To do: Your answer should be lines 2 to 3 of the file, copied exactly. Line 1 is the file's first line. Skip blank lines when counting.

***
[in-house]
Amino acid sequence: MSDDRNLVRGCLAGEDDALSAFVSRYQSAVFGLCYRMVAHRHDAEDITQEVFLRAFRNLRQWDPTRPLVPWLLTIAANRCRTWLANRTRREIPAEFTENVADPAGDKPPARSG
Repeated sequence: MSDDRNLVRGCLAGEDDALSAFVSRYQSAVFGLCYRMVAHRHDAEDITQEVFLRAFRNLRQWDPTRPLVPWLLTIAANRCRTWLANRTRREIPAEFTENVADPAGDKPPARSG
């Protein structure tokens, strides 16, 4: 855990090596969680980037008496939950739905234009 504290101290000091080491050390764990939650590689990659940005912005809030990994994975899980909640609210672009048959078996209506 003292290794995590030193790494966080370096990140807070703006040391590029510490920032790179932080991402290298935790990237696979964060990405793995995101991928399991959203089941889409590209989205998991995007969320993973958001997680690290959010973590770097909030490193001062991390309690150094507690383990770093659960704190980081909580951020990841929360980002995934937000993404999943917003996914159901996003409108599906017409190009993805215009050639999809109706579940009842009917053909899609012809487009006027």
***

Amino acid sequence: MSDDRNLVRGCLAGEDDALSAFVSRYQSAVFGLCYRMVAHRHDAEDITQEVFLRAFRNLRQWDPTRPLVPWLLTIAANRCRTWLANRTRREIPAEFTENVADPAGDKPPARSG
Repeated sequence: MSDDRNLVRGCLAGEDDALSAFVSRYQSAVFGLCYRMVAHRHDAEDITQEVFLRAFRNLRQWDPTRPLVPWLLTIAANRCRTWLANRTRREIPAEFTENVADPAGDKPPARSG